WASHINGTON (CNN) - The Bush administration cleared the way Thursday for federal agencies to skip consultations with government scientists when embarking on projects that could impact endangered wildlife, the interior secretary said.
The final regulations to the Endangered Species Act take effect before President Bush leaves office in January, but wildlife conservation groups say undoing the damage could take months.
"The responsibility to initiate consultation will still lie with the federal agency undertaking the action," Interior Secretary Dirk Kempthorne said, but if the agency in question can satisfy the requirement that no harm will come to an endangered species, then there is no need to consult with either the U.S. Fish and Wildlife Service or the National Marine Fisheries Services.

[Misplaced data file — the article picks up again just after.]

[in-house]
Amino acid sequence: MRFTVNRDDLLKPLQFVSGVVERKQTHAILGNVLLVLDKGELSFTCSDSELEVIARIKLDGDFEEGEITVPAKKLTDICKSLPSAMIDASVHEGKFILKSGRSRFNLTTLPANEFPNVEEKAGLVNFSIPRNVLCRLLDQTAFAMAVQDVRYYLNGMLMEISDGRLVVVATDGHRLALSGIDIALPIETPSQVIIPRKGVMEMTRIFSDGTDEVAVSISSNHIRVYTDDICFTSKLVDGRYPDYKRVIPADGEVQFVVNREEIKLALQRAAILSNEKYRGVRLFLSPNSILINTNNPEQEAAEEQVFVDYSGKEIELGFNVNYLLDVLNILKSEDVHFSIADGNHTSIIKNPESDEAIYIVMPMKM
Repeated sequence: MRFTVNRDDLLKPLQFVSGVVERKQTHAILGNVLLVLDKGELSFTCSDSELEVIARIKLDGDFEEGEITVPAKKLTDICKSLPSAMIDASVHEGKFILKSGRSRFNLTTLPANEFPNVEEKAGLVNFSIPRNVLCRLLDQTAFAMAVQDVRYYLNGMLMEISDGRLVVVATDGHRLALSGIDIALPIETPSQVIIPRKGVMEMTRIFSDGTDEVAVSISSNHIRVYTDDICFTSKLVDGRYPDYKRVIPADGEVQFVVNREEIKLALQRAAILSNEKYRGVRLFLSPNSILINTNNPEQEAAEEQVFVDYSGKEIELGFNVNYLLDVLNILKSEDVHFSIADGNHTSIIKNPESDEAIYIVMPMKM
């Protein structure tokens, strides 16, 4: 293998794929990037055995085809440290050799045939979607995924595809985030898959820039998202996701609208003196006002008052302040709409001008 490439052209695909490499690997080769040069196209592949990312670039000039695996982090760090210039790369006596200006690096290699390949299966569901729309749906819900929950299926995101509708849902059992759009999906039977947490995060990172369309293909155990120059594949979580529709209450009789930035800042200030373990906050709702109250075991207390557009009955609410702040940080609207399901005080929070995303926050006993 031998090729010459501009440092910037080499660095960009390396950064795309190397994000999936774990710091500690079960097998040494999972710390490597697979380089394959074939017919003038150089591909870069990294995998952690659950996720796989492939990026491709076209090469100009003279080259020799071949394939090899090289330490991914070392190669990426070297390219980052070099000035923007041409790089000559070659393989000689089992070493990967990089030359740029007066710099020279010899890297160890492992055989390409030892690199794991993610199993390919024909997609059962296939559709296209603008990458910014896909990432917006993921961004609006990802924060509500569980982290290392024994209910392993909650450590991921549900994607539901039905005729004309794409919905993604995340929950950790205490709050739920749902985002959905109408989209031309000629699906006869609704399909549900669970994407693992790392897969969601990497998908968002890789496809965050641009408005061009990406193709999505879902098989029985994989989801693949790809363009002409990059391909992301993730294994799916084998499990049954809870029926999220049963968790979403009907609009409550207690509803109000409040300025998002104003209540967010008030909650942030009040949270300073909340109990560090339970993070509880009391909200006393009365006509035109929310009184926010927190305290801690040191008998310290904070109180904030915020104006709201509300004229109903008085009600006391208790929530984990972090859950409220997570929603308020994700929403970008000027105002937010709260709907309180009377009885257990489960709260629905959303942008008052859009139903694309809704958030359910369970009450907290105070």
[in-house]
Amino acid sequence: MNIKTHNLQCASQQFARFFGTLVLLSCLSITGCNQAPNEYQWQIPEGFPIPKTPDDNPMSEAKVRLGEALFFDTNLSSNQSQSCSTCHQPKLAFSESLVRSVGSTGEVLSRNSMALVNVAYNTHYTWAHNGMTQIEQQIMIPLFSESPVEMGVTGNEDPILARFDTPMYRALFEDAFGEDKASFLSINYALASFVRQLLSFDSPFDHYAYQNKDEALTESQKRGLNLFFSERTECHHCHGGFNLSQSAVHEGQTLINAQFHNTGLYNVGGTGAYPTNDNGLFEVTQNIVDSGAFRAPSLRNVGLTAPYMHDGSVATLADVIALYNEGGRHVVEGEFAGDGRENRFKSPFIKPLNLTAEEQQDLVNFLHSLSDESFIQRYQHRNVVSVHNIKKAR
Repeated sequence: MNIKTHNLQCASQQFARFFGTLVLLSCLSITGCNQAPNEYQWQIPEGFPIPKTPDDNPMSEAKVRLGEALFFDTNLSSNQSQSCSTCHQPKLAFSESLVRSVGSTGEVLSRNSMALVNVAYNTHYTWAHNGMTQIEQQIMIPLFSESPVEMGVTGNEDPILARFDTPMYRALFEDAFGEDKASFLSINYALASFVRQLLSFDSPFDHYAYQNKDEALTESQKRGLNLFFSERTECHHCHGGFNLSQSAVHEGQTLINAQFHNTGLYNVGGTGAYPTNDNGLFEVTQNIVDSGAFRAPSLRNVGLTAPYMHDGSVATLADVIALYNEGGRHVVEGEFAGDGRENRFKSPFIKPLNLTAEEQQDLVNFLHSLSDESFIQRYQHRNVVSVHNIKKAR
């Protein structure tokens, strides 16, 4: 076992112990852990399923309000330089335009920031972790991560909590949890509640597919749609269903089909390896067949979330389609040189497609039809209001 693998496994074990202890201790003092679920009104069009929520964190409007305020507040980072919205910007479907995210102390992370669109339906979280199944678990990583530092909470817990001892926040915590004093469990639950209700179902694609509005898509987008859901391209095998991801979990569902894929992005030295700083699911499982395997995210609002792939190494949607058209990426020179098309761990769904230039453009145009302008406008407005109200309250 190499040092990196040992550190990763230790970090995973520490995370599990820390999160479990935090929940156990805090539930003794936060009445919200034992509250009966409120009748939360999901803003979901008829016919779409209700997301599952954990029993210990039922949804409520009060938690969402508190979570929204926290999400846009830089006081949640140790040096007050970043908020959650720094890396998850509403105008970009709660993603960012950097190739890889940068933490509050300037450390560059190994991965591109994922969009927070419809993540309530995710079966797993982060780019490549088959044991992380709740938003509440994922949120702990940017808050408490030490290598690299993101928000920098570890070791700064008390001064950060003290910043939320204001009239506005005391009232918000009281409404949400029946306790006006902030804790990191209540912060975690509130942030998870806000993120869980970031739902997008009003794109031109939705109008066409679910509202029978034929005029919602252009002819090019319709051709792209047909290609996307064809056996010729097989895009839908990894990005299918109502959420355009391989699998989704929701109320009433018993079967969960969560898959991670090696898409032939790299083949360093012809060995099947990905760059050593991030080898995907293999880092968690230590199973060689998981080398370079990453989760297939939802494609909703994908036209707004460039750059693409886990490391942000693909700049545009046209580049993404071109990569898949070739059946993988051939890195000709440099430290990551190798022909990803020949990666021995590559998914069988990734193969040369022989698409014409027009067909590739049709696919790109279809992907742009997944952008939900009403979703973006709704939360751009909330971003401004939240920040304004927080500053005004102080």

The determination of "no harm" will rest with agency bureaucrats instead of scientists, but the agencies can still seek the input of the scientists on a voluntary basis, Kempthorne said.
Developers and agencies with large projects have long sought a weakening of Endangered Species Act regulations, which they say delay their projects and add to costs.